Looking Forward

Frankie Jackson, Independent K-12 Chief Technology Officer in Texas, highlighted the efforts by CoSN and the fact that all discussions by the advisory board regarding innovation in K-12 have happened over the last year. Personalization and digital collaborative environments identified in the fall of 2019 have accelerated due to the pandemic. When asked about which lens her district was looking through for the upcoming school year, Dr. Kelley reflected that tech enablers and system thinking would drive the following year. “The district is leveraging my departure as an opportunity to help the community come together to envision, build, and prioritize what they see as the future of learning,” Dr. Marczak stated. “We realized in the Department of Defense that we couldn’t go back to the way things were before March 13th of 2020. The world has changed. It is going to be different moving forward. So, we’ve worked hard on that cooperation around using tech to enable the work we’re doing moving ahead.”

Dr. Schuler said, “We’re excited about how we’re planning to accelerate the rate of learning for all of our students thinking through a school community lens. In addition, we are looking to bring in more supports through our ESSER dollars. The supports include providing more social work outreach to families and thinking through what trauma our students and staff may have experienced this year.” While at the same time, his district is also accelerating personalizing learning environments for every child to ensure that they have access to early college credit. Dr. Wright stated that it would have to be the accelerator because that is something that we stumbled into by accident. “With the virtual option that we built overnight, we were ready for remote and other small or short-term experiences.” Still, the virtual program has seen children thrive who failed in a brick-and-mortar classroom so that personalization became even more critical. McMullan concluded the presentation by stating, “What I see as an accelerator for all four of you is your incredible leadership. In the last year, we have learned that leadership does matter, and exemplary leadership and good leadership are what will drive this forward. The four of you are exemplars of the power of good leadership, which is an accelerator.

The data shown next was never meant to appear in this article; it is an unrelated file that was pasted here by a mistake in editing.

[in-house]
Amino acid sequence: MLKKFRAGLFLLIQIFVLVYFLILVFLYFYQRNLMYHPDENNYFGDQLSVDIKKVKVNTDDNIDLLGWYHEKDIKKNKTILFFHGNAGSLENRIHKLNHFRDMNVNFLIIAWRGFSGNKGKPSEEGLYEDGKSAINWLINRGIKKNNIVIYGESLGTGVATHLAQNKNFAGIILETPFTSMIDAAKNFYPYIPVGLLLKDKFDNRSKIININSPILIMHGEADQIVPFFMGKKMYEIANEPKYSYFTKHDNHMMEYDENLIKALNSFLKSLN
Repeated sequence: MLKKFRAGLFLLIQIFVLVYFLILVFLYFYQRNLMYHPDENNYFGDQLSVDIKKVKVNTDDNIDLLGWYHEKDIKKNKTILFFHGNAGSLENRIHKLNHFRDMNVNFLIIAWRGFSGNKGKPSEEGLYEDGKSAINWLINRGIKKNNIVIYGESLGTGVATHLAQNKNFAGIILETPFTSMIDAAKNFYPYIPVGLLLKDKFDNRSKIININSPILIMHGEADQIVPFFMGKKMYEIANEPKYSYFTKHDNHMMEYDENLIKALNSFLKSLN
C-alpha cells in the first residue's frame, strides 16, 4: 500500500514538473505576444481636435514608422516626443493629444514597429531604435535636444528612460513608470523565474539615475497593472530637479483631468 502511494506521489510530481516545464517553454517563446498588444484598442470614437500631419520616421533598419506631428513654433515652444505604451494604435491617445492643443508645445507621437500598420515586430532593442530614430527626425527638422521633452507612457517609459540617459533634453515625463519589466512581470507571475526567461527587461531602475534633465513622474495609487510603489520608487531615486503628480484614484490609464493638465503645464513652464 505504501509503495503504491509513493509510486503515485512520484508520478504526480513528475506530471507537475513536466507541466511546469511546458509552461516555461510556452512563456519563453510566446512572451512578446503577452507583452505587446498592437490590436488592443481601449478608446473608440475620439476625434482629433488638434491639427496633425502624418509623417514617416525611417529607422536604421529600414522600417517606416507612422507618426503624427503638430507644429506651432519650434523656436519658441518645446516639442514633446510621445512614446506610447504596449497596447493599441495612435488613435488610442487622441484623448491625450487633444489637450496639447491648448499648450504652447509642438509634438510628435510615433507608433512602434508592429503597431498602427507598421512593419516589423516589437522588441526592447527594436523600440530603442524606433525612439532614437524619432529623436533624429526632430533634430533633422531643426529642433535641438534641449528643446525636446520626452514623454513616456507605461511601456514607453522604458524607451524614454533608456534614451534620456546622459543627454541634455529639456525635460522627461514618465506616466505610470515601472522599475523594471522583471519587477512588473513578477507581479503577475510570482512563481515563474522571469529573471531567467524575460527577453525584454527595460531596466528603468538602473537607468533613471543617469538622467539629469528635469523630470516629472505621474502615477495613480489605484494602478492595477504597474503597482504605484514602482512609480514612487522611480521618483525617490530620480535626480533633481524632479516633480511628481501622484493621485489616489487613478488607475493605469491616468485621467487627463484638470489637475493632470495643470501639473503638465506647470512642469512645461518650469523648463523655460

4 Challenges Facing School Principals Each Year

In May 2019, 150 school principals from across the country participated in an edWeb survey on the topics, challenges, and accomplishments they experienced this year as the educational leaders in their buildings.

Some of the most significant challenges and successes were highlighted in a recent edWebinar, presented by Shannon Holden, principal of Pierce City High School (MO), and Dr. L. Robert Furman, principal of South Park Elementary Center (PA).

Interestingly, no matter what the topic,

all surveyed school principals pointed to a universal message that school culture can either be a catalyst for student success or a roadblock to positive changes.

Four common challenges for school principals

1. One of the basic needs school principals strive to meet, and the one that presents the most challenge is ensuring students feel safe in their school environment. In today’s world, school leaders and classroom teachers face increased physical and mental safety issues among their students.